As we sat in the restaurant, we noticed that the clouds were getting lighter. Lo and behold, just before midnight, the sun emerged, resulting in cheers from the visitors and a mad dash to the doors to get photos. Steve got some great shots, I watched from inside, then we bought a cheap ($8) magnet to hold up our refrigerator. Just before we left, the sun appeared again, even more beautifully, and the crazy rush outside occurred one more time.
Our drive back got us to the dock at about 1:00 am, where we fought the gale-force winds to get to the gangplank. We enjoyed our tour, however, and are in awe of the hardy people that actually live year-round in this scenic, but godforsaken place with miserable weather. We slept in a little late, then contemplated going out for a stroll around the town. We bundled up, headed down the gangplank, then walked almost all the way down the dock with the frigid wind nearly lifting us off our feet (I almost lost my cane several times). We looked at each other, and immediately turned around and fought our way back to the gangplank and re-boarded. Apparently, we didn’t miss anything, except for a few crapola emporiums, an Ice Bar that charged a small fortune to go in to have a non-alcoholic drink (you needed a second mortgage to get a real drink), and a few quaint fishing facilities.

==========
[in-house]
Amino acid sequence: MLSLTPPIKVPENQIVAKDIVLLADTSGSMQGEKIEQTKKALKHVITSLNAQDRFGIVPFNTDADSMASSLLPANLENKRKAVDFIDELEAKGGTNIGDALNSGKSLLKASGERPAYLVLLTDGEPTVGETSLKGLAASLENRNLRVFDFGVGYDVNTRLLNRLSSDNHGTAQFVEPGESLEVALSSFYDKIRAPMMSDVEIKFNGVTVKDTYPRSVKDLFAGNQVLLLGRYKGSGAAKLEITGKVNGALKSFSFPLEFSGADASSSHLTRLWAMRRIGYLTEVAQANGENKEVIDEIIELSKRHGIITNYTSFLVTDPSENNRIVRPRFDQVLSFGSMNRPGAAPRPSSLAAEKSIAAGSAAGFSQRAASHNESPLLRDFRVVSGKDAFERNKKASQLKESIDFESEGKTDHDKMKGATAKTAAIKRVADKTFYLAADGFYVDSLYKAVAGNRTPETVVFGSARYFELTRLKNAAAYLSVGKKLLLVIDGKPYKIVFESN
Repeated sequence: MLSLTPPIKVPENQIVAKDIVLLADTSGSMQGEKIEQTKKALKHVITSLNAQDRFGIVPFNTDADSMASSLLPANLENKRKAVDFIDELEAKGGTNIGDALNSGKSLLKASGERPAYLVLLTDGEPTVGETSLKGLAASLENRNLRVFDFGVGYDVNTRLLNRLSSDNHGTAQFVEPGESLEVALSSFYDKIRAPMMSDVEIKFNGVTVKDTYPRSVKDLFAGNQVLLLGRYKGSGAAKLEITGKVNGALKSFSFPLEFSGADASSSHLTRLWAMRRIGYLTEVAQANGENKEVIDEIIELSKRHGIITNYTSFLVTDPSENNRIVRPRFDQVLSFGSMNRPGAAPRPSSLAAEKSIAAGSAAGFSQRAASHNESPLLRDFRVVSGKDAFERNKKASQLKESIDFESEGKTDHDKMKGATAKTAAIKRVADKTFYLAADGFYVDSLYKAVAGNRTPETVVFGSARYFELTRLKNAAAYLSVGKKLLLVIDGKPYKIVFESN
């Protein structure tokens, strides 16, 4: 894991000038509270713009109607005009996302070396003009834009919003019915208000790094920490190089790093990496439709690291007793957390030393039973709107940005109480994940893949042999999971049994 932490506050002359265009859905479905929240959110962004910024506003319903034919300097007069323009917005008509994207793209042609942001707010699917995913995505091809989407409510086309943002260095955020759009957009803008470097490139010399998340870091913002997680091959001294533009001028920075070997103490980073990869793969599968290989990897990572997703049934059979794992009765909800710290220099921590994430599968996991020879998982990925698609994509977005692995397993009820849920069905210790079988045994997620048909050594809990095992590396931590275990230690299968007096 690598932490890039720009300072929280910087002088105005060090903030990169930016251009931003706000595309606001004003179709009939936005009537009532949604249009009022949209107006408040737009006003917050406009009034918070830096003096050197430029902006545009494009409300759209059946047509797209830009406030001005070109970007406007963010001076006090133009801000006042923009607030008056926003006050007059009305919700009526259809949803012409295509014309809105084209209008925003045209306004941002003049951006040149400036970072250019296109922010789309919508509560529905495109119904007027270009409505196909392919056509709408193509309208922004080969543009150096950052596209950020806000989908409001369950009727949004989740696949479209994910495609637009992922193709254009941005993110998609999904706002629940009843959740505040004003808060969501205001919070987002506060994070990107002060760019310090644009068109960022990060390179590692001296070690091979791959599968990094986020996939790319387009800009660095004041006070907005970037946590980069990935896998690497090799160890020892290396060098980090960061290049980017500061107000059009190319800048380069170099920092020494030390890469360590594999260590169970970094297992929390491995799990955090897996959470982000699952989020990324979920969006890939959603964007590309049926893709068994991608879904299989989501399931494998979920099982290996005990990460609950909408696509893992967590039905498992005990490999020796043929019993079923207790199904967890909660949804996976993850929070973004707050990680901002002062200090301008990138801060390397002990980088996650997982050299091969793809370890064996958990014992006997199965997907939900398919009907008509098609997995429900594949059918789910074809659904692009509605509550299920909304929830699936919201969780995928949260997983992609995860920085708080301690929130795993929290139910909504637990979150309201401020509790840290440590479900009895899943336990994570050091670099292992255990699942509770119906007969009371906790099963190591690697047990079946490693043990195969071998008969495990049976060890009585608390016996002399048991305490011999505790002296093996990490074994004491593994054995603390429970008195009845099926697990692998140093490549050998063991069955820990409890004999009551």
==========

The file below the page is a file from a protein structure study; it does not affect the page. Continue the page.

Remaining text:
The time came for our departure. The Captain actually got help from a local rescue boat group that had a large supply ship, which roped up on the starboard side and helped us break free from the dock in the high winds. Otherwise, our departure would have been delayed three hours until a tug service showed up. Folks who saw the Seabourn Pride arrive this morning said that they had great difficulty docking, having to try several times. However, the Hurtigruten ferry seemed to cruise right in. Hmmm – pays to cruise these waters regularly. What an experience!! This is certainly not a deck cruise, although we did eat lunch outside at Waves Grill, which is quite sheltered.
Tonight, we are cruising east towards Murmansk in the Barents Sea. We have to set our clocks forward TWO hours tonight to Russian time (bizarre). Tomorrow will be the general scrum with the passport approvals before going on our ship excursion. Quite honestly, this has been a very, very interesting cruise so far (and not too tiring).